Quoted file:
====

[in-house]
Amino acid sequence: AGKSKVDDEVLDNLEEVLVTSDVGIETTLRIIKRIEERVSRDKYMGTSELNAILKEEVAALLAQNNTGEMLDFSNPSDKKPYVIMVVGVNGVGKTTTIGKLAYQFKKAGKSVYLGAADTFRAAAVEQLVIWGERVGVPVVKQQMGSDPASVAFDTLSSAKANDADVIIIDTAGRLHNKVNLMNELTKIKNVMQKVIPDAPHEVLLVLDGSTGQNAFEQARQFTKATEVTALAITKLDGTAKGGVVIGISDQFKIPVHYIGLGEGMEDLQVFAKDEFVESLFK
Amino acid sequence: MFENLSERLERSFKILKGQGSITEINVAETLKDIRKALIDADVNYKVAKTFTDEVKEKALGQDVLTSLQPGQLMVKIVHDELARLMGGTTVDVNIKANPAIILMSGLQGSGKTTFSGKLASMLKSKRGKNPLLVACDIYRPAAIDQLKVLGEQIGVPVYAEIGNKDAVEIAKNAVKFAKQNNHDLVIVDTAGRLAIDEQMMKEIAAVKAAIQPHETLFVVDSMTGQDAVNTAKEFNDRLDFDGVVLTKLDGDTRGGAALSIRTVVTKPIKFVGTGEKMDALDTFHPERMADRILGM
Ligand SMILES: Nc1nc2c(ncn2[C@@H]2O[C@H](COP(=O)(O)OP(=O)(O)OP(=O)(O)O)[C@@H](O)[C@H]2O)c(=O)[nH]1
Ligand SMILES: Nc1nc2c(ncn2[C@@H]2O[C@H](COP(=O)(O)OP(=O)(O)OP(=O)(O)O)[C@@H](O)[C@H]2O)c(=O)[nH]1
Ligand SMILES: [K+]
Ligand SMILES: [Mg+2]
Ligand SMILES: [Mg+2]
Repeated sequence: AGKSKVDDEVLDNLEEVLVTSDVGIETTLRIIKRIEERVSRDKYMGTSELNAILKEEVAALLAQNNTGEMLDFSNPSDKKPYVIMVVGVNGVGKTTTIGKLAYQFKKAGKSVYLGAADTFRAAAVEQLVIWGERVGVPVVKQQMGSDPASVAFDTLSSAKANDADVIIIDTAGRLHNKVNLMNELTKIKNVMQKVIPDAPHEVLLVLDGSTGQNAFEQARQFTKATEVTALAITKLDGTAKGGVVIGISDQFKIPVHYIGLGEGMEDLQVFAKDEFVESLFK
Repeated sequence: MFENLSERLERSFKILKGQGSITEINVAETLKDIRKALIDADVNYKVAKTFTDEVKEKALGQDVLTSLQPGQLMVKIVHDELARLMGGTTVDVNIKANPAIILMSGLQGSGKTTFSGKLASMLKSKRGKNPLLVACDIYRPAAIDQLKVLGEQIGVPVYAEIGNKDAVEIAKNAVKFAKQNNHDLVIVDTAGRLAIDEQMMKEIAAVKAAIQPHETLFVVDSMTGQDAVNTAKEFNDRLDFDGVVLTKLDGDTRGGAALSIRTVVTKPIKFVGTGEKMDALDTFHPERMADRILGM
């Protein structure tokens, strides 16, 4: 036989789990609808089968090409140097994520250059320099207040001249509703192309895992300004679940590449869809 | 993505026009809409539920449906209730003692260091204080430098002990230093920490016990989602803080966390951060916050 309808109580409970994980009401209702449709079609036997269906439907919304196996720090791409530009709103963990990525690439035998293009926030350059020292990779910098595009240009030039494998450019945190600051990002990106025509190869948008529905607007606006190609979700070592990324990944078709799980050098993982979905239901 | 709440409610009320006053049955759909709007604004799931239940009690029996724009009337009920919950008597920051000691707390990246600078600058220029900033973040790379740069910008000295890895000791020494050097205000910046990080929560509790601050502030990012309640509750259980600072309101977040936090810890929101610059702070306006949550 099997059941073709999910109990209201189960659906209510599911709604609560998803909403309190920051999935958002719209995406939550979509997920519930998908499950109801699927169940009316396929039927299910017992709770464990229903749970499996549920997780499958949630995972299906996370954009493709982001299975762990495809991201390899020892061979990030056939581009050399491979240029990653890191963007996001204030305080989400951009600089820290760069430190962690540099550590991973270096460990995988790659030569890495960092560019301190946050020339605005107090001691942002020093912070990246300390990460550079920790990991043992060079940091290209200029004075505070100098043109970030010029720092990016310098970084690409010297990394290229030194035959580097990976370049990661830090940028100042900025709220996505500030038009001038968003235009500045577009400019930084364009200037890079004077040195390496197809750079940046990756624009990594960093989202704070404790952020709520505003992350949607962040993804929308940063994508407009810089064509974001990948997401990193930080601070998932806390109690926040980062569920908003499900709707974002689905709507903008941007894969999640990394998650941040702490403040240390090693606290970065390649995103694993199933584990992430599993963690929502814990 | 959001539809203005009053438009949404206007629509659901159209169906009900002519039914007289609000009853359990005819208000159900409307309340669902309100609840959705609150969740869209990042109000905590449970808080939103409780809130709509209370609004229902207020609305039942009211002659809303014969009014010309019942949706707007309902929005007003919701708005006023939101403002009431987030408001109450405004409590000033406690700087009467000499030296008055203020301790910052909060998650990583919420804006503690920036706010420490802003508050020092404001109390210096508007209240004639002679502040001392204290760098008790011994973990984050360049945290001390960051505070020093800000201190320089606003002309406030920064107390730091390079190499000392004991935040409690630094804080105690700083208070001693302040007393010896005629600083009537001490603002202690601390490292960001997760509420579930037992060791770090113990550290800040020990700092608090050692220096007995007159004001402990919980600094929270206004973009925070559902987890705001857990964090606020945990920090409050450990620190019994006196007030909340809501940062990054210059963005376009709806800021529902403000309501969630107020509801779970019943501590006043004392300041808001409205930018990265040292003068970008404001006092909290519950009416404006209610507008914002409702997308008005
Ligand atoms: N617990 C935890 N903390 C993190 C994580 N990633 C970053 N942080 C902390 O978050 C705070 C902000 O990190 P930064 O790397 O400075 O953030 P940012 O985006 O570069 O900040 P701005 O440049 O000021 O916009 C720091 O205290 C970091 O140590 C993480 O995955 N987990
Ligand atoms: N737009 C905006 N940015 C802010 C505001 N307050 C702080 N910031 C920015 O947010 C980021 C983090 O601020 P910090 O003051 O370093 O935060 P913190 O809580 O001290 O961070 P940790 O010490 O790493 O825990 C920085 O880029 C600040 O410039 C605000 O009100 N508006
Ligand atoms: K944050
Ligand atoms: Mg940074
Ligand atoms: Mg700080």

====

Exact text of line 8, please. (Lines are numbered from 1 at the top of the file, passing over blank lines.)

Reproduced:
Ligand SMILES: [Mg+2]